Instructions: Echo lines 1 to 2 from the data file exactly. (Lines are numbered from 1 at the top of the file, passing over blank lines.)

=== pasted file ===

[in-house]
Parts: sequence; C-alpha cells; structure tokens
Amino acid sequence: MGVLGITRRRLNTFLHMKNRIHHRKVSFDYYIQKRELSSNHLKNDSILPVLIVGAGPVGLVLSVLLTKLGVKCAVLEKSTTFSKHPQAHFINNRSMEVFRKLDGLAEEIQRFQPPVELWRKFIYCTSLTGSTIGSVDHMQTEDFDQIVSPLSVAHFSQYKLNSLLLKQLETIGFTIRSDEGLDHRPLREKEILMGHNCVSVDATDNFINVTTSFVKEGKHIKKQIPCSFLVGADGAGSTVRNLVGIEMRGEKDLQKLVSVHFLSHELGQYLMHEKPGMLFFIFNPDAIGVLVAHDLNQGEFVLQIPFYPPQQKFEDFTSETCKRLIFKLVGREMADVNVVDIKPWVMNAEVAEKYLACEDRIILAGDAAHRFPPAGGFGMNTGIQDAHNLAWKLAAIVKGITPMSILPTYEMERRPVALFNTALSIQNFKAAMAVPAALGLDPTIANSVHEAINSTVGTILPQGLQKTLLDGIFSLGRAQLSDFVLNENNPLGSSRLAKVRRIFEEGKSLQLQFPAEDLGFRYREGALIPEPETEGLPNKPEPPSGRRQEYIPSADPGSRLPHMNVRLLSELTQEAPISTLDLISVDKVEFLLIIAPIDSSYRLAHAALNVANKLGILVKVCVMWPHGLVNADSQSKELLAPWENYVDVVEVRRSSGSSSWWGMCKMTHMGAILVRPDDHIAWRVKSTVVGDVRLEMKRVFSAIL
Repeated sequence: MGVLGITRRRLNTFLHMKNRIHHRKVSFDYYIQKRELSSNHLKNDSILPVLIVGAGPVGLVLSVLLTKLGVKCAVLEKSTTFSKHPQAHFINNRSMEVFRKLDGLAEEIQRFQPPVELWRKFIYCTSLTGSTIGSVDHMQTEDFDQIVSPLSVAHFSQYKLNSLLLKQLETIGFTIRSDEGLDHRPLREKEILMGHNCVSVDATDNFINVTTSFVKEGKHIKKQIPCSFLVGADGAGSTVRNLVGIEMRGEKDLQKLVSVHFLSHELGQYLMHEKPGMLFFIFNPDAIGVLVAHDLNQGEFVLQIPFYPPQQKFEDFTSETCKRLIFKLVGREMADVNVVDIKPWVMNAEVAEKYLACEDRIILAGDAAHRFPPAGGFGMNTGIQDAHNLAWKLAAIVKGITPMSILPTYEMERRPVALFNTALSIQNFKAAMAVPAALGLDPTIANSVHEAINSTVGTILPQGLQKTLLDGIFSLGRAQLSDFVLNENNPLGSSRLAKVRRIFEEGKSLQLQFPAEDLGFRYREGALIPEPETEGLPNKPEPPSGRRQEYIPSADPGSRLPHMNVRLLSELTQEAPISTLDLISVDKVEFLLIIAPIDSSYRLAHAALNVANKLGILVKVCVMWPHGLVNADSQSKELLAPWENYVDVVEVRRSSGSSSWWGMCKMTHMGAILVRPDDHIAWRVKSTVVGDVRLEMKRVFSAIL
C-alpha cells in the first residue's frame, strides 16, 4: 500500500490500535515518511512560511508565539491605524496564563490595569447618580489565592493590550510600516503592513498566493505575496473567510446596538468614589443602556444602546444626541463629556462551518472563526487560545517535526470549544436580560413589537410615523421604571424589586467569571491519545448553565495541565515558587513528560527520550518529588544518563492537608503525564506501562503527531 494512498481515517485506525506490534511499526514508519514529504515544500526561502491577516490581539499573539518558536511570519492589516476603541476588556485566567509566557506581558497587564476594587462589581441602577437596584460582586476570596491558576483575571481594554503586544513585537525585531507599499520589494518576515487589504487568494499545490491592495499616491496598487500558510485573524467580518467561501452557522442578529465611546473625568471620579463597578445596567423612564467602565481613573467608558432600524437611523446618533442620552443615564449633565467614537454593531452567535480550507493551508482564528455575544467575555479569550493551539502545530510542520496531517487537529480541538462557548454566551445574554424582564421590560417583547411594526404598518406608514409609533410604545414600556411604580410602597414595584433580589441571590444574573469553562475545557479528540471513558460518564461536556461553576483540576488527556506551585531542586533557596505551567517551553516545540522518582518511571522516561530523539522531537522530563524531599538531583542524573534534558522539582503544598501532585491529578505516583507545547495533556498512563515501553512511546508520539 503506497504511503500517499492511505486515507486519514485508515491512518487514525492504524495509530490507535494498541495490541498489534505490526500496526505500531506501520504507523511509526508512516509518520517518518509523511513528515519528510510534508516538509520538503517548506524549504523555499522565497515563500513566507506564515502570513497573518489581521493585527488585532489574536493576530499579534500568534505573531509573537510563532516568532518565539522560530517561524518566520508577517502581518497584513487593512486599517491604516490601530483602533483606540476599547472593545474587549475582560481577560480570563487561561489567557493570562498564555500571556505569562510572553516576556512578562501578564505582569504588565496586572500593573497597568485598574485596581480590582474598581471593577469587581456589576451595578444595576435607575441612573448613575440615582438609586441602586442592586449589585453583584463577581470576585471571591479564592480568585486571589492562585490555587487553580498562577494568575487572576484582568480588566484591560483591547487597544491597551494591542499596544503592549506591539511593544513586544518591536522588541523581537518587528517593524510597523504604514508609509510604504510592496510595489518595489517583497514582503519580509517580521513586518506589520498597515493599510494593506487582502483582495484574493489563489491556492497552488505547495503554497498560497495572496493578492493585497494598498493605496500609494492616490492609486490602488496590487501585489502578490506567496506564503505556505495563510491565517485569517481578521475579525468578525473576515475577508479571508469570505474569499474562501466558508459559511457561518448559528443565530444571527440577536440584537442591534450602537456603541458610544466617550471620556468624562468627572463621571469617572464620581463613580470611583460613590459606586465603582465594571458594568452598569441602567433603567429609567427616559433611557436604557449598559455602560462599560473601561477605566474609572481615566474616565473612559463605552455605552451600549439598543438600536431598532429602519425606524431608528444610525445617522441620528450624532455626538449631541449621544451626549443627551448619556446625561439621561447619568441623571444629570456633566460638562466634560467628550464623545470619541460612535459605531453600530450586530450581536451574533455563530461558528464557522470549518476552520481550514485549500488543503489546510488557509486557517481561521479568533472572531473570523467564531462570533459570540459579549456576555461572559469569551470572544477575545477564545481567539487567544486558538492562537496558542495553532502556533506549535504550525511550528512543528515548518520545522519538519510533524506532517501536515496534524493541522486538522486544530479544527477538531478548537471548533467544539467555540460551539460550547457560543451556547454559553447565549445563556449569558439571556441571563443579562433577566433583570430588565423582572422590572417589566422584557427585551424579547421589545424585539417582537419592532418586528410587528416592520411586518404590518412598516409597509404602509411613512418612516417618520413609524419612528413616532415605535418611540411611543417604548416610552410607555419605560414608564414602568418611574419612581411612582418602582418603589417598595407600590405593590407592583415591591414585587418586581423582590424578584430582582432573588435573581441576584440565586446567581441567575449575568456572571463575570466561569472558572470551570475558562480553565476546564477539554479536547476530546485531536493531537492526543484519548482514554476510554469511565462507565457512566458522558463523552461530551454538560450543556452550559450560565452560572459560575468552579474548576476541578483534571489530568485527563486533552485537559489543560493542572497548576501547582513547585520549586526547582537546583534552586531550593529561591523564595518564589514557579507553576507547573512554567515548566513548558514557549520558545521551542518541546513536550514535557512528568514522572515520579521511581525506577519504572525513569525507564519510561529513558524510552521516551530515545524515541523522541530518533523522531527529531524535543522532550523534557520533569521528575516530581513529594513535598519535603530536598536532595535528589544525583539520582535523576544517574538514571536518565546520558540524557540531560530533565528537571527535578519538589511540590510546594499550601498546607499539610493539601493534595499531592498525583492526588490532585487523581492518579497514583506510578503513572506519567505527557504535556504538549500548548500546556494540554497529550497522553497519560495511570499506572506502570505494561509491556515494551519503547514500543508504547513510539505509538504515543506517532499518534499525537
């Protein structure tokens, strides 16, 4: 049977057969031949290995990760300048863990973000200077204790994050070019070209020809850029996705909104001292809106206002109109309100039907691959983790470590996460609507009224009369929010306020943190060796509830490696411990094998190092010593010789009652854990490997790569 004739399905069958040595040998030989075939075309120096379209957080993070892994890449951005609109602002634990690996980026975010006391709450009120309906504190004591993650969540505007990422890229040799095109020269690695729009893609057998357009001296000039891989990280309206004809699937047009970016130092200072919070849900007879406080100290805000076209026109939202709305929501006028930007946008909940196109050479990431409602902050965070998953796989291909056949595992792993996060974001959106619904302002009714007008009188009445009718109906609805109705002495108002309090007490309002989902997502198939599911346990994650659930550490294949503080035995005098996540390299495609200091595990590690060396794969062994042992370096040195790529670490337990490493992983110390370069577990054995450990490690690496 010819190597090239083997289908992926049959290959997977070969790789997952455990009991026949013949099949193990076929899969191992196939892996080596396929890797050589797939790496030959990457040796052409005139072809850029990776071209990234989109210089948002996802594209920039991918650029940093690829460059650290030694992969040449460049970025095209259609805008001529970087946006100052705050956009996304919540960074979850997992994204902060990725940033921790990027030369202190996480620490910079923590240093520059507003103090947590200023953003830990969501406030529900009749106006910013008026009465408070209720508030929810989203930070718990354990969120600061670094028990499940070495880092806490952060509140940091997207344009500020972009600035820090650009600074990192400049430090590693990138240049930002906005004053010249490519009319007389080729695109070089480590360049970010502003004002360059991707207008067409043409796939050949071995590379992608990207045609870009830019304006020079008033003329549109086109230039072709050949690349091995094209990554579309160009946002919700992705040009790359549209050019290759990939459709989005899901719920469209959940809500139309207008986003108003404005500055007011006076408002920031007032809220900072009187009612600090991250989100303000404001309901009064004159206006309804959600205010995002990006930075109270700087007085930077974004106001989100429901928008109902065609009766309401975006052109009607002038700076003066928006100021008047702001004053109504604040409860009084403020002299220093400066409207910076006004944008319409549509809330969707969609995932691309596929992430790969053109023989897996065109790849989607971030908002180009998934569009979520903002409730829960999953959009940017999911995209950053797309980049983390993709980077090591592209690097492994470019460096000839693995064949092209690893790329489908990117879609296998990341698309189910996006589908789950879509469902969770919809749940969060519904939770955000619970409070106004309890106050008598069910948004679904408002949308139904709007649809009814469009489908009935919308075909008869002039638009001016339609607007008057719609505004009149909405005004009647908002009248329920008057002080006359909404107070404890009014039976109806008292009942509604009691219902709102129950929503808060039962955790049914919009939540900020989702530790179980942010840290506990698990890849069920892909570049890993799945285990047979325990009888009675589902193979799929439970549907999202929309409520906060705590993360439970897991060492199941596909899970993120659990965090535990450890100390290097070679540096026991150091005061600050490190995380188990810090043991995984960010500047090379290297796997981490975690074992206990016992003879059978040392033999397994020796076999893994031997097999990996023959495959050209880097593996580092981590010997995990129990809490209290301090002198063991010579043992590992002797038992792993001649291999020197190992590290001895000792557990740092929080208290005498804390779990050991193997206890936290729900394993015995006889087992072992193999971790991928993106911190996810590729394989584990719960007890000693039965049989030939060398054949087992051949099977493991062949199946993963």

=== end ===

[in-house]
Parts: sequence; C-alpha cells; structure tokens